The Myth That Congress Cut Off Funding for South VietnamRoundup: Talking About History
Since partisans have turned the April 30, 1975, Communist takeover of South Vietnam into a political weapon, I’m going to spend the anniversary doing a little myth-busting.
Mel Laird, Richard Nixon’s defense secretary, started the modern myth that “Congress snatched defeat from the jaws of victory by cutting off funding for our ally in 1975” in a 2005 article in Foreign Affairs, the journal of the prestigious Council on Foreign Relations.
Laird repeated it two years later in a Washington Post op-ed column in which he wrote “of 1975, when Congress cut off funding for the Vietnam War three years after our combat troops had left."
It was the perfect political meme. It was simple and sound bite size. It built on a an existing template, the staple of Republican rhetoric charging that Democrats since Franklin D. Roosevelt have “snatched defeated from the jaws of victory.” And it was a seeming-fact that appeared relevant to a hot an ongoing debate—in this case, proposals to force President Bush to withdraw U.S. forces from Iraq by setting a deadline in an appropriations bill.
It wasn't true, but that never stopped a meme.
A quick, easy check of an old newspaper database shows Laird's cutoff claim to be false. In the fiscal year running from July 1, 1974, to June 30, 1975, the congressional appropriation for military aid to South Vietnam was $700 million.
Nixon had requested $1.45 billion. Congress cut his aid request, but never cut off aid.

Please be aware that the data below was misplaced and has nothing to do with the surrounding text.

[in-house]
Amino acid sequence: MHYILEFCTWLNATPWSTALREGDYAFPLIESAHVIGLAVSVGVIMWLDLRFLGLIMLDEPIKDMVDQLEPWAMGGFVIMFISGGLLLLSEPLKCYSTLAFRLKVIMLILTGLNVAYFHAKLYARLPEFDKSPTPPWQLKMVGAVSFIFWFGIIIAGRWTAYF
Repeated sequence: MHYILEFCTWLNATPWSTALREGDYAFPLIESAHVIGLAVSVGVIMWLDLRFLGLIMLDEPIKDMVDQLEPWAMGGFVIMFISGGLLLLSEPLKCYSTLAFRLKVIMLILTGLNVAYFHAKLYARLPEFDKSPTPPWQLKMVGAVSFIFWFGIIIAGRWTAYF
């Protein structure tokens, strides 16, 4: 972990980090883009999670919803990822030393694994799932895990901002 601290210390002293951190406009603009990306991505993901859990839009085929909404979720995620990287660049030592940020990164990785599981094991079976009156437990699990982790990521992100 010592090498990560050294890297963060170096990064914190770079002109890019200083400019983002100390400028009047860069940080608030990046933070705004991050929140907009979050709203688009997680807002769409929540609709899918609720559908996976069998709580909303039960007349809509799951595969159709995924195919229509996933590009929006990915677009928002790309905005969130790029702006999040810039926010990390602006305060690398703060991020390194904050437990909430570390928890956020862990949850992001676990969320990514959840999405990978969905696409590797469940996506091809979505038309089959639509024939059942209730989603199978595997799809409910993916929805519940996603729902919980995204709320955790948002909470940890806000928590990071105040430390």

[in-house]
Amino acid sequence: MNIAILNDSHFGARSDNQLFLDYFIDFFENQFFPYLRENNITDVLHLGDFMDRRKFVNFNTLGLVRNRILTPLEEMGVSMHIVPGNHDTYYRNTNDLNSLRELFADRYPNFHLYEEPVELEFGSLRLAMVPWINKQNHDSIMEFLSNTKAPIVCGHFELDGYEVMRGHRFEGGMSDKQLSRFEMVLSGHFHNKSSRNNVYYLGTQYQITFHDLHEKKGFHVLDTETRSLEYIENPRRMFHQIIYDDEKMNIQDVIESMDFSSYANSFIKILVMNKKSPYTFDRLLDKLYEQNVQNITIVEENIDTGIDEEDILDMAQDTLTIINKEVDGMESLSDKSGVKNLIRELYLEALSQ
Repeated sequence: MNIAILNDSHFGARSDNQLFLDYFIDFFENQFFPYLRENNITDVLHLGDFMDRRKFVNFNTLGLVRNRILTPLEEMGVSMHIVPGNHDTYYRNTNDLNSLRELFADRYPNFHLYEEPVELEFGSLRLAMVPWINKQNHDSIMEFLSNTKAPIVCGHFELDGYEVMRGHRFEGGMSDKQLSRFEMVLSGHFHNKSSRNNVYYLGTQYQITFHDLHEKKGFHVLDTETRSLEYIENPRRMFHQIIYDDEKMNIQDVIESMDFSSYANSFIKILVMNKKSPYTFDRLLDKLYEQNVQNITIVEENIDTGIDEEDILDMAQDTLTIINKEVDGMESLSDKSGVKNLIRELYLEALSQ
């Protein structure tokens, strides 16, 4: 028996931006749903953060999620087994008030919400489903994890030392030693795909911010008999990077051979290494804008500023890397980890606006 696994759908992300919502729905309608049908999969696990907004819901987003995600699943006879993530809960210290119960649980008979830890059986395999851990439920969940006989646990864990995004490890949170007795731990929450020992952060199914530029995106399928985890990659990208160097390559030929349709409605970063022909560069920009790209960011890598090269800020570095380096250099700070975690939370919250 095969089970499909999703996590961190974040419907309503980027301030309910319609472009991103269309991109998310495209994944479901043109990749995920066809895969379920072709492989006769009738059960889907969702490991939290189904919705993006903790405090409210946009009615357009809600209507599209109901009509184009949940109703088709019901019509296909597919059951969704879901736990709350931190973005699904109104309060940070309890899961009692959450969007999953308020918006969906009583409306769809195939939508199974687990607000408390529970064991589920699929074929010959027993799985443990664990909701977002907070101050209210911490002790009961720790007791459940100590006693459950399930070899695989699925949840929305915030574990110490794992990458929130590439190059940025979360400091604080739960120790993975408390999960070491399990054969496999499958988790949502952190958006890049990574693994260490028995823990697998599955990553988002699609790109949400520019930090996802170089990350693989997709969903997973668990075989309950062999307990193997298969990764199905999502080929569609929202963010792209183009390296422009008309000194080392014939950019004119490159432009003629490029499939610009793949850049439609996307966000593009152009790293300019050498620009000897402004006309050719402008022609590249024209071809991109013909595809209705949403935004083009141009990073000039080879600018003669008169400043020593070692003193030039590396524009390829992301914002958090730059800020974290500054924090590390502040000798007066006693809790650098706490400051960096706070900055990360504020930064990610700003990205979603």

Nixon's successor, President Gerald R. Ford, requested an additional $300 million for Saigon. Democrats saw it as an exercise in political blame-shifting. "The administration knows that the $300 million won't really do anything to prevent ultimate collapse in Vietnam," said Senator and future Vice President Walter F. Mondale, D-Mn., "and it is just trying to shift responsibility of its policy to Congress and the Democrats." Congress didn't approve the supplemental appropriation.
The Times reported that with National Security Adviser and Secretary of State Henry "Kissinger's personal prestige tied to peace in Vietnam, his aides have said that he will try to pin the blame for failure there on Congress." He tried to do just that at a March 26, 1975 news conference in which he framed the question facing Congress as "whether it will deliberately destroy an ally by withholding aid from it in its moment of extremity." Three years earlier, in October 1972, the month in which Kissinger publicly proclaimed that "peace is at hand," he privately told the President that their own settlement terms would destroy South Vietnam.
Congressional aid cuts didn't determine the war's final outcome. Saigon's fate was sealed long before, when Nixon forced it accept his settlement terms in January 1973.
As for Laird's "cut off" of funds for Saigon, it just never happened. Even Nixon acknowledged the 1975 military appropriation for Saigon of $700 million (on page 193 of No More Vietnams).
Neverthless, Laird wrote in Foreign Affairs of "the day in 1975 when Congress cut off U.S. funding." If only his editors had asked him what day that was exactly.